Running along the hotel’s first floor corridor toward their suite, Rowena strained her ears for Emma’s crying. There was none, which puzzled her. Trixie was at her heels and panted. “Maybe Bessie took her or a stroll, milady, and that’s why everything is quiet.”

Rowena did not reply but opened the door to their rooms. They were not in the sitting room, so she headed for her bedroom. The sight greeting her was riveting.

Alex was fast asleep on the sofa, the baby on his stomach, also deeply immersed in her little angel’s sleep. Rowena felt a tug on her heartstrings like she had never had before in her life. She knew what had transpired in her absence, and it meant that her husband had simply done what he was extremely good at; protecting, shielding, helping. She loved him, she always would, no matter what Fate, fickle and unpredictable, would throw at them.

Emma Rose stirred, shuddered, and then her little rosy face contorted, which was the prelude to a mighty howl of hunger. Rowena sprang forward to catch her daughter moments before Alex, startled, sat up. Bestowing her most engaging smile upon him, Rowena went to sit in the rocking chair, and began feeding her baby. She directed her gaze to Alex, focussing all her love on him. He was surprised, she saw, and stood abruptly before leaving the room. She must have rattled him, then. Good.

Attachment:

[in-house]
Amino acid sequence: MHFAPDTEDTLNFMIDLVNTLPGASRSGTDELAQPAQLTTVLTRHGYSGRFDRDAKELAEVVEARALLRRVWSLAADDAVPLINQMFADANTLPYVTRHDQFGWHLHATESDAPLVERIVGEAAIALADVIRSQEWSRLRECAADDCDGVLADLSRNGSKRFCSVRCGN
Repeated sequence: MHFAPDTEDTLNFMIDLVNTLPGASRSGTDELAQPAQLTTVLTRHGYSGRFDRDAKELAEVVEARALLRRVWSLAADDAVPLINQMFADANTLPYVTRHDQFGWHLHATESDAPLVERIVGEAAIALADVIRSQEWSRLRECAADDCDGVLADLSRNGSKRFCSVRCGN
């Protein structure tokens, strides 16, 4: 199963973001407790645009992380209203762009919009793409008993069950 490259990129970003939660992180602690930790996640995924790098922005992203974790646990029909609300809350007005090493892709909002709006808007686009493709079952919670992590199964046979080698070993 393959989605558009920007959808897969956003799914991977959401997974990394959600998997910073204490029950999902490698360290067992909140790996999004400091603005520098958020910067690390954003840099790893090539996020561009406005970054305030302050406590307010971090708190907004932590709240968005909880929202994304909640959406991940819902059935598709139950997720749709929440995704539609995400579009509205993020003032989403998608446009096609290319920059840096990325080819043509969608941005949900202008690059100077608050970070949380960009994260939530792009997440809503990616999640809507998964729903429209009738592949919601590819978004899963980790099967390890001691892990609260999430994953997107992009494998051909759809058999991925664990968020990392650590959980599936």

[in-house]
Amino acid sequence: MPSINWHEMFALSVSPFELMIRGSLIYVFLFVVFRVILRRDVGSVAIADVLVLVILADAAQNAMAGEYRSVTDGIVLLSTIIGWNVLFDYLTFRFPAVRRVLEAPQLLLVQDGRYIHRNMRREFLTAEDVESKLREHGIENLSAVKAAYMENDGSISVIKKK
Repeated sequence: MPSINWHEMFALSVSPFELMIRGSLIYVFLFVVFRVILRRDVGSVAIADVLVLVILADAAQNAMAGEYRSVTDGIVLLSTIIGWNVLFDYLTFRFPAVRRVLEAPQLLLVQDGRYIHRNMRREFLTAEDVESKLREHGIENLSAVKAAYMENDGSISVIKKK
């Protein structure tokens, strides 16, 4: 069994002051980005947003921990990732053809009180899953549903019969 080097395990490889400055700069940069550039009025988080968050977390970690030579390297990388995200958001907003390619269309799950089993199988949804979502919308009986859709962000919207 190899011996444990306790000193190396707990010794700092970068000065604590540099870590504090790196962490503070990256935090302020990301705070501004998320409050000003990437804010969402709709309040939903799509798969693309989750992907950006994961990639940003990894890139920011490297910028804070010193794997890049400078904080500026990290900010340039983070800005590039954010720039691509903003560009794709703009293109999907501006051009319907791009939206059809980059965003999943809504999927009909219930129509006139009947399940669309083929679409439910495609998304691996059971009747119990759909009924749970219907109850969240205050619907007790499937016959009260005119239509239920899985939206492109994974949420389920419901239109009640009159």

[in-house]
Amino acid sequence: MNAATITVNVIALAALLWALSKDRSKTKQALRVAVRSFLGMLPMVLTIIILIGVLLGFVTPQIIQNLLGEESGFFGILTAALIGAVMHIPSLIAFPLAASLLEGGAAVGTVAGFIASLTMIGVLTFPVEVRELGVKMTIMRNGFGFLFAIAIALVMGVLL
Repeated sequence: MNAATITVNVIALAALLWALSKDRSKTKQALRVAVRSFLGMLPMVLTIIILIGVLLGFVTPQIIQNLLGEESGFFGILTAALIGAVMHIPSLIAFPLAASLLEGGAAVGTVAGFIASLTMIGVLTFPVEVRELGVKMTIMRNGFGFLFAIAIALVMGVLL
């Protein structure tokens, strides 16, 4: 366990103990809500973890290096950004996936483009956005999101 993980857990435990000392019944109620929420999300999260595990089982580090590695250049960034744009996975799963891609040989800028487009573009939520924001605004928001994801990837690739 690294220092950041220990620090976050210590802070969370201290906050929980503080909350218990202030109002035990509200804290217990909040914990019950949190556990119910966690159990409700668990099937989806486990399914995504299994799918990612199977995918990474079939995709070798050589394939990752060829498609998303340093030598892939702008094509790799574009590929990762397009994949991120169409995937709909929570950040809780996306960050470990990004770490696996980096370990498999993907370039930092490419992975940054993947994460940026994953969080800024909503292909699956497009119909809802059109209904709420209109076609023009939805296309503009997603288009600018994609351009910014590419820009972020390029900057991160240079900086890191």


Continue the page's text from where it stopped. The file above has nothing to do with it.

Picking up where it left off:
After greeting Lord and Lady Devonshire in the receiving line, Alex and Rowena stepped into the ballroom. Into utter chaos and ear-splitting noise, brought about by at least two-hundred members of the Haut-Ton, the ladies dressed in their vivid silks, the gentlemen in their severe black-and whites. Rowena was separated from her husband almost immediately by several titled males, wanting to speak with him, so she repaired to a row of settees near the wall. A few mature matrons were surveying the crowd with eagle eyes, an activity they were forced to interrupt when Rowena greeted them with a slight bow of her head. They barely acknowledged her, she noticed, but nevertheless they did, which meant she was accepted amidst their circle, albeit reluctantly. However, they did not address her, which left Rowena to idly staring into the large room, where couples were dancing a country reel.

“Rowena, my dear, is that truly you?” A tall, portly lady in her early sixties was standing before her, and Rowena’s heart leapt with joy.